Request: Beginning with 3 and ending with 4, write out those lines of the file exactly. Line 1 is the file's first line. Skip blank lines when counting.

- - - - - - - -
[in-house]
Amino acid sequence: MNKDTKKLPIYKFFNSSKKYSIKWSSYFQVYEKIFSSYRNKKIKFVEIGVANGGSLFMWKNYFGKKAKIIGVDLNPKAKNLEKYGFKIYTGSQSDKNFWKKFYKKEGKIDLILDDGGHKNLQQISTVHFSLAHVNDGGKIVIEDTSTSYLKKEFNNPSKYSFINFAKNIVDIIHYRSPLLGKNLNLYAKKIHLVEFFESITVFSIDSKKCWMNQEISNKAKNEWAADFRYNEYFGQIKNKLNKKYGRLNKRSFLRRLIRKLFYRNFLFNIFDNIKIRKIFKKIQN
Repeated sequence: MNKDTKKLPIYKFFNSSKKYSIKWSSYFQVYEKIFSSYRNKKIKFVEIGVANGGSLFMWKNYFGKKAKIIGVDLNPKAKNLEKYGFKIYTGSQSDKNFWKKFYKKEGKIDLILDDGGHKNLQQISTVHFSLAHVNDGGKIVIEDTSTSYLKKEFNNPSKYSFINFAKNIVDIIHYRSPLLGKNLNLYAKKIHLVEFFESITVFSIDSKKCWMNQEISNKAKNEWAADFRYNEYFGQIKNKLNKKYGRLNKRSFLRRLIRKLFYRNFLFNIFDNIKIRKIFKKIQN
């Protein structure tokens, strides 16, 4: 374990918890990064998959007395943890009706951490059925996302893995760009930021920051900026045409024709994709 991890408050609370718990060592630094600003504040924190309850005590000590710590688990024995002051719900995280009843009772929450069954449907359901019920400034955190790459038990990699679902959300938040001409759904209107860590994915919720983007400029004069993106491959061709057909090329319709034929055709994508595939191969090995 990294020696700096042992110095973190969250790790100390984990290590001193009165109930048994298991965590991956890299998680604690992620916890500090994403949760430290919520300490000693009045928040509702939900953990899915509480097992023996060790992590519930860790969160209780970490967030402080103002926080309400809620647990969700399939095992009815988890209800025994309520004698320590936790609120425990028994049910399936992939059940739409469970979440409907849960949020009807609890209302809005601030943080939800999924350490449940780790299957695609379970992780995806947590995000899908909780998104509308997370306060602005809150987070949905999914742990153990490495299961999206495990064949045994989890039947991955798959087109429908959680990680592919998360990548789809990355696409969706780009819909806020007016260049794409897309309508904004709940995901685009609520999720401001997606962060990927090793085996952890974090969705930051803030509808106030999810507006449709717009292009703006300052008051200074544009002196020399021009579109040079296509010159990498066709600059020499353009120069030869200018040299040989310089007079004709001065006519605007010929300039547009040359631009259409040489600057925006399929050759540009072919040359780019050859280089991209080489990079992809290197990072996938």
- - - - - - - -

Repeated sequence: MNKDTKKLPIYKFFNSSKKYSIKWSSYFQVYEKIFSSYRNKKIKFVEIGVANGGSLFMWKNYFGKKAKIIGVDLNPKAKNLEKYGFKIYTGSQSDKNFWKKFYKKEGKIDLILDDGGHKNLQQISTVHFSLAHVNDGGKIVIEDTSTSYLKKEFNNPSKYSFINFAKNIVDIIHYRSPLLGKNLNLYAKKIHLVEFFESITVFSIDSKKCWMNQEISNKAKNEWAADFRYNEYFGQIKNKLNKKYGRLNKRSFLRRLIRKLFYRNFLFNIFDNIKIRKIFKKIQN
């Protein structure tokens, strides 16, 4: 374990918890990064998959007395943890009706951490059925996302893995760009930021920051900026045409024709994709 991890408050609370718990060592630094600003504040924190309850005590000590710590688990024995002051719900995280009843009772929450069954449907359901019920400034955190790459038990990699679902959300938040001409759904209107860590994915919720983007400029004069993106491959061709057909090329319709034929055709994508595939191969090995 990294020696700096042992110095973190969250790790100390984990290590001193009165109930048994298991965590991956890299998680604690992620916890500090994403949760430290919520300490000693009045928040509702939900953990899915509480097992023996060790992590519930860790969160209780970490967030402080103002926080309400809620647990969700399939095992009815988890209800025994309520004698320590936790609120425990028994049910399936992939059940739409469970979440409907849960949020009807609890209302809005601030943080939800999924350490449940780790299957695609379970992780995806947590995000899908909780998104509308997370306060602005809150987070949905999914742990153990490495299961999206495990064949045994989890039947991955798959087109429908959680990680592919998360990548789809990355696409969706780009819909806020007016260049794409897309309508904004709940995901685009609520999720401001997606962060990927090793085996952890974090969705930051803030509808106030999810507006449709717009292009703006300052008051200074544009002196020399021009579109040079296509010159990498066709600059020499353009120069030869200018040299040989310089007079004709001065006519605007010929300039547009040359631009259409040489600057925006399929050759540009072919040359780019050859280089991209080489990079992809290197990072996938």